As the veteran Nigerian forward returns to Shanghai Shenhua after two years away from the game, we reflect on the life and career of Obafemi Martins.Embed from Getty Images
Obafemi Akinwunmi Martins was born in Lagos, Nigeria, to Alhaji and Alhaja Martins. He, his parents and his six siblings lived in a small slum village, Orile-Iganmu, in a house crammed between a church and a hospital.
Whilst playing for a few cents at the local boys’ club in his neighbourhood, Martins was spotted by Churchill Oliseh, father of ex-Juventus midfielder and Nigeria boss, Sunday Oliseh. Churchill managed FC Ebedei, a local team, who signed Martins up straight away after seeing his power and technical ability.
After successful teenage years, Martins and his Ebedei teammate, future Lazio striker Stephen Makinwa, were scouted by Italian side Reggiana and made the switch to Europe to play for their youth team.Embed from Getty Images
It is safe to say that Martins has been the more successful of the duo. The Nigerian made a move 100 miles away to Lombardy, signing for Inter Milan under new manager Héctor Cúper. Taking a few years to cut his teeth, Martins’ breakout season with the Nerazzurri came in 2003/04, netting seven goals under Cúper and his successor Alberto Zaccheroni.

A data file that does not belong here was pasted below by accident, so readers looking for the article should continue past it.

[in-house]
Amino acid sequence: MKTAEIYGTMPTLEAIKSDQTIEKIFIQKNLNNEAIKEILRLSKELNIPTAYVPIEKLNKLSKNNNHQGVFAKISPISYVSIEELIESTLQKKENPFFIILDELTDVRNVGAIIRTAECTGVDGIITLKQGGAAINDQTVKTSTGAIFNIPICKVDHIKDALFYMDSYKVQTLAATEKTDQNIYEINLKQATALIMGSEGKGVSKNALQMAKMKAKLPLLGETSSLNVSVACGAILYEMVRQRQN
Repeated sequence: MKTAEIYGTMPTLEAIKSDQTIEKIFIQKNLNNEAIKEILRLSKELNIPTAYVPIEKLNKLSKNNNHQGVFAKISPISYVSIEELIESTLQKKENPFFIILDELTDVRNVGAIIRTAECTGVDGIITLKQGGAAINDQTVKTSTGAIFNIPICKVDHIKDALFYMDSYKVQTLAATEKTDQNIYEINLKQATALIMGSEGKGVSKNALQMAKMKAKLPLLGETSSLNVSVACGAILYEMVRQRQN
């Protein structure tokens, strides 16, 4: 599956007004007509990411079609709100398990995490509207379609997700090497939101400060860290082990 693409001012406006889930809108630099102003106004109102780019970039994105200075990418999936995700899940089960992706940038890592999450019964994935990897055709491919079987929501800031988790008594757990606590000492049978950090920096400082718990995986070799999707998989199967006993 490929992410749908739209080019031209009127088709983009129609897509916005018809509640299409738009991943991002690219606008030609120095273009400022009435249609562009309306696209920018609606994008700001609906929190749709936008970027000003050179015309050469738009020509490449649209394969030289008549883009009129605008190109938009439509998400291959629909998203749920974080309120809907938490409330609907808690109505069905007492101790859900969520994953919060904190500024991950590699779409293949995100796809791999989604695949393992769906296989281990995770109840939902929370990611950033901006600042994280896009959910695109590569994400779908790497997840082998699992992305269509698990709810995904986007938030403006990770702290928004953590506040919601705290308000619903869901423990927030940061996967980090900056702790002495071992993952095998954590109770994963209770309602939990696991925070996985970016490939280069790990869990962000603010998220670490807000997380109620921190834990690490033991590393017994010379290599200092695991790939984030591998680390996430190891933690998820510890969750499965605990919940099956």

During the following campaign, Martins really began to show off his talents. He scored 11 goals for the Italian giants and followed up with nine in the following campaign. However, Martins always found himself in the shadow of an elite striker during his time at Inter Milan.
During his breakout year, Christian Vieri scored more than him. The following season it was Adriano and the third season, Argentine attacker Julio Cruz netted 15 as the side won Serie A.
It was almost a case of “always the bridesmaid and never the bride” for the African. This was the perfect opportunity for a club gunning for European football to take a punt on a young player with great goalscoring capabilities. That club happened to be Newcastle United.
The Magpies shelled out €15m on Obafemi Martins, handing him the no.9 shirt and the task of replicating the man who previously wore the number – Alan Shearer, who had retired at the end of the previous campaign.
Injury troubles and patchy form saw the striker maligned by sections of the Newcastle faithful and the consensus amongst many was that he wasn’t up to the task. However, by the end of his first season with the Magpies, the former Inter man had notched 11 goals and was causing many a Geordie to swallow their words.
After impressing in his first season on Tyneside, rumours flew of Chelsea swooping for him. These were rubbished by the man himself and his manager, Glenn Roeder. During his second campaign, new boss Sam Allardyce used Martins differently.Embed from Getty Images
The ex-Bolton manager preferred Michael Owen and/or Mark Viduka, often employing Martins as a super sub. However, he did excel in this role and still managed to score nine league goals. His following season saw him rack up six goals in the opening few months of the season, only to spend the majority of its remainder dogged by hamstring injuries.